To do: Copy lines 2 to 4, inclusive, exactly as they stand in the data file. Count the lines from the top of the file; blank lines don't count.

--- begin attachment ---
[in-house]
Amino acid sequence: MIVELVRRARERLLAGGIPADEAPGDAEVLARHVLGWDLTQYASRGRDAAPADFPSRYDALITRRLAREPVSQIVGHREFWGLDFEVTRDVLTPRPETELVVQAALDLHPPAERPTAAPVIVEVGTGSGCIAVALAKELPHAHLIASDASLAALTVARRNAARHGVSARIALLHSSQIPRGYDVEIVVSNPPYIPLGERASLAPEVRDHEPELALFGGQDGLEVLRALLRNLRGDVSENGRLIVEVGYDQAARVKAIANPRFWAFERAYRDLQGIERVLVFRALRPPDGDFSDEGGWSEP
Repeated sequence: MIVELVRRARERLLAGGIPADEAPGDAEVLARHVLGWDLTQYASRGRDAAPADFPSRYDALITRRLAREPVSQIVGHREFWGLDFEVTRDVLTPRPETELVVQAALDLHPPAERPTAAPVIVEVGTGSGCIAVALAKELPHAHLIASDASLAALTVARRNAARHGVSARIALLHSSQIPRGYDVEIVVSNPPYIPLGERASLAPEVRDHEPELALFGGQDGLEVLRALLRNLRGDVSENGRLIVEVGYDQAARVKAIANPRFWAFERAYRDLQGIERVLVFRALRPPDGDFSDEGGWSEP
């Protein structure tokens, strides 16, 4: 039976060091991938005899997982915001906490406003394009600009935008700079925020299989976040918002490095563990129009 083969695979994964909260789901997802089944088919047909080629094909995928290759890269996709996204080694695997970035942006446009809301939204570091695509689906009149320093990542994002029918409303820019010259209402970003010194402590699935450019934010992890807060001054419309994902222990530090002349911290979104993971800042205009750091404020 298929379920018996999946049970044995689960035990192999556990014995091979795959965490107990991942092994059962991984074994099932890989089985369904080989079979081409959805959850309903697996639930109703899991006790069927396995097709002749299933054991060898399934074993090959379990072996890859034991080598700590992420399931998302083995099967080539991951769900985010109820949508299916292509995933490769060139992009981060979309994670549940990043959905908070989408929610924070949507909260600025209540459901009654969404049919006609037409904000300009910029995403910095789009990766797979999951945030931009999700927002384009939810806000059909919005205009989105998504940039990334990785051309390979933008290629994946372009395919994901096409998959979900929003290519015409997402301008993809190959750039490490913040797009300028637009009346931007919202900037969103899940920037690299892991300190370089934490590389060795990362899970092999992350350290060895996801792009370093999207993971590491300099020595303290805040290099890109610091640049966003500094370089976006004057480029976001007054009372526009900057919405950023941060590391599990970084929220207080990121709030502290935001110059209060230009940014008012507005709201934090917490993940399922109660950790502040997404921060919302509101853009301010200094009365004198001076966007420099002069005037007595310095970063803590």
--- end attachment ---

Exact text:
Amino acid sequence: MIVELVRRARERLLAGGIPADEAPGDAEVLARHVLGWDLTQYASRGRDAAPADFPSRYDALITRRLAREPVSQIVGHREFWGLDFEVTRDVLTPRPETELVVQAALDLHPPAERPTAAPVIVEVGTGSGCIAVALAKELPHAHLIASDASLAALTVARRNAARHGVSARIALLHSSQIPRGYDVEIVVSNPPYIPLGERASLAPEVRDHEPELALFGGQDGLEVLRALLRNLRGDVSENGRLIVEVGYDQAARVKAIANPRFWAFERAYRDLQGIERVLVFRALRPPDGDFSDEGGWSEP
Repeated sequence: MIVELVRRARERLLAGGIPADEAPGDAEVLARHVLGWDLTQYASRGRDAAPADFPSRYDALITRRLAREPVSQIVGHREFWGLDFEVTRDVLTPRPETELVVQAALDLHPPAERPTAAPVIVEVGTGSGCIAVALAKELPHAHLIASDASLAALTVARRNAARHGVSARIALLHSSQIPRGYDVEIVVSNPPYIPLGERASLAPEVRDHEPELALFGGQDGLEVLRALLRNLRGDVSENGRLIVEVGYDQAARVKAIANPRFWAFERAYRDLQGIERVLVFRALRPPDGDFSDEGGWSEP
């Protein structure tokens, strides 16, 4: 039976060091991938005899997982915001906490406003394009600009935008700079925020299989976040918002490095563990129009 083969695979994964909260789901997802089944088919047909080629094909995928290759890269996709996204080694695997970035942006446009809301939204570091695509689906009149320093990542994002029918409303820019010259209402970003010194402590699935450019934010992890807060001054419309994902222990530090002349911290979104993971800042205009750091404020 298929379920018996999946049970044995689960035990192999556990014995091979795959965490107990991942092994059962991984074994099932890989089985369904080989079979081409959805959850309903697996639930109703899991006790069927396995097709002749299933054991060898399934074993090959379990072996890859034991080598700590992420399931998302083995099967080539991951769900985010109820949508299916292509995933490769060139992009981060979309994670549940990043959905908070989408929610924070949507909260600025209540459901009654969404049919006609037409904000300009910029995403910095789009990766797979999951945030931009999700927002384009939810806000059909919005205009989105998504940039990334990785051309390979933008290629994946372009395919994901096409998959979900929003290519015409997402301008993809190959750039490490913040797009300028637009009346931007919202900037969103899940920037690299892991300190370089934490590389060795990362899970092999992350350290060895996801792009370093999207993971590491300099020595303290805040290099890109610091640049966003500094370089976006004057480029976001007054009372526009900057919405950023941060590391599990970084929220207080990121709030502290935001110059209060230009940014008012507005709201934090917490993940399922109660950790502040997404921060919302509101853009301010200094009365004198001076966007420099002069005037007595310095970063803590």